A relatively small number of hobbyists, largely restricted in numbers by cost and technical know-how, have quietly listened to police communications for many years.

“We as police traditionally have never had many issues because people who use scanners are people who like to listen and find that the ultimate reality TV show and that’s great,” said Couto.

Some police forces, such as Ottawa and Cornwall, have long ago encrypted their communications, while others are in the process. Much of the OPP communication in the Ottawa area and Eastern Ontario, however, is unencrypted and can be easily heard online. The website www.radioreference.com, with servers outside Canada, is a major clearing house for these audio streams.

Encrypting radio communications is expensive but guarantees police-only access. The OPP already encrypts more sensitive areas of their work for intelligence, homicide, and drug units. Officers in other areas of policing have come to rely on cellphones for privacy, but police admit non-encrypted radio broadcasts are still required in fast-developing emergencies or when several officers must quickly coordinate their actions.

OPP spokesman Sgt. Pierre Chamberland said the federal Radiocommunications Act makes it clear that listening to unencrypted police communications is legal but divulging that information or making use of it is not. Industry Canada officials concur but its legislation leaves prosecution to the discretion of police. Chamberland said the OPP has chosen to use its resources to fight crime rather than a series of complex investigations where the likely outcome being a small penalty.

“It just becomes a matter of return on investment especially when you have real crimes going on out there,” said Chamberland.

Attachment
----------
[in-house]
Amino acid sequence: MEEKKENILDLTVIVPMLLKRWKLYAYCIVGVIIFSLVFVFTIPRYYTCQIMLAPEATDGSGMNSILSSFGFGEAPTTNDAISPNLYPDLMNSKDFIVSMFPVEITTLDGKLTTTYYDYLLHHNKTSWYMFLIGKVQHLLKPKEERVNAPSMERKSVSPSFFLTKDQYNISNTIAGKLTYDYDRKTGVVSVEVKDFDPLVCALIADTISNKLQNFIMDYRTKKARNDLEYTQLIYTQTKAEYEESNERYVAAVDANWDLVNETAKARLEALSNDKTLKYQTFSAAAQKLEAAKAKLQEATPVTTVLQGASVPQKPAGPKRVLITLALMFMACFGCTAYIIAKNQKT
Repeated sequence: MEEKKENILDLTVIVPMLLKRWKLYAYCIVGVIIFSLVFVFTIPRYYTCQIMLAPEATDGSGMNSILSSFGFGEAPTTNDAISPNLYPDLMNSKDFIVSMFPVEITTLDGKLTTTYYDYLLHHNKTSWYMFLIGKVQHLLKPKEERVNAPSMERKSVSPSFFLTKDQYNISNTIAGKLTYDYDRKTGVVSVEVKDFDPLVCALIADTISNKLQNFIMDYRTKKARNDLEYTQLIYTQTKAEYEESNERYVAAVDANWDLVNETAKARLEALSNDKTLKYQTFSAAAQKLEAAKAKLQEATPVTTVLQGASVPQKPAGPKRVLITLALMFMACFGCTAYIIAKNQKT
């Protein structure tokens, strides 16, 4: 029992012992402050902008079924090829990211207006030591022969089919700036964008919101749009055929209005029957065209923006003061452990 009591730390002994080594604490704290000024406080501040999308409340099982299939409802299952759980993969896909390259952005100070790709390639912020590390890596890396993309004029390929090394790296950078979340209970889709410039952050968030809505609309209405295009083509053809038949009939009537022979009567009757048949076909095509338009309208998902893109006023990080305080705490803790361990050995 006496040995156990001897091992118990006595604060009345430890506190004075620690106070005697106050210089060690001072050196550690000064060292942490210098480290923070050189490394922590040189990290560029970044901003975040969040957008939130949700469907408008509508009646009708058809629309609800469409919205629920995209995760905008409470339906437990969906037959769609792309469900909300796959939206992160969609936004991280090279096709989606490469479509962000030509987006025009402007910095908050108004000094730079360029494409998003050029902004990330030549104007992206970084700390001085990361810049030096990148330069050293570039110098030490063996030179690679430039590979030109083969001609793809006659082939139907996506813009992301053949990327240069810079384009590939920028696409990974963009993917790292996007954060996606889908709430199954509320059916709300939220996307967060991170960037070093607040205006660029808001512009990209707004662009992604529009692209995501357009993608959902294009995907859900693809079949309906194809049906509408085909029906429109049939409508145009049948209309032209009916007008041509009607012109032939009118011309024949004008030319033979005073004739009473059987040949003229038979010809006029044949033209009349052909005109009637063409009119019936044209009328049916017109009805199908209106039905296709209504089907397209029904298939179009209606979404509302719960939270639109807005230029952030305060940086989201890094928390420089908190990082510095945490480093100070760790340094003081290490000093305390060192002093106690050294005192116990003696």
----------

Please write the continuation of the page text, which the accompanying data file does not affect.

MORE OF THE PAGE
However, the OPP may become encrypted as early as 2017 when Ontario’s communication network, the Government Mobile Communication Project, is up for renewal. Chamberland said senior OPP officials are currently considering making a recommendation to the provincial government to encrypt at that time.

“At the end of the day it is an extremely expensive venture,” said Chamberland.

Ontario’s Information and Privacy Commissioner may one day also become involved in the issue. Thousands of times each day in Canada, the names, addresses, telephone numbers and details of a request for help from the public are captured over police radio by a third party and then streamed online or to a phone potentially breaching privacy laws. These include complete contact details and summaries of cases involving alleged rapes, child abuse, suicide attempts, child custody battles and other family conflicts. The commissioner’s office indicated in an email that both the disclosure by police and dissemination by a third party may violate privacy laws.

Jack Summers, general manger of Toronto based Radioworld, one of the largest scanner retailers in Canada, says he has sold an average 1,000 scanners a year for the past 20 years.

Summers says the actions of the media in the Styles case was “highly illegal” but streaming police communications online remains in the public domain, as do the public airwaves used in the first place. The activity becomes illegal if it is done for personal gain, said Summers.

Speaking of Styles’ death, Summer said: “The media used that signal for personal gain.”

(The Ottawa Citizen)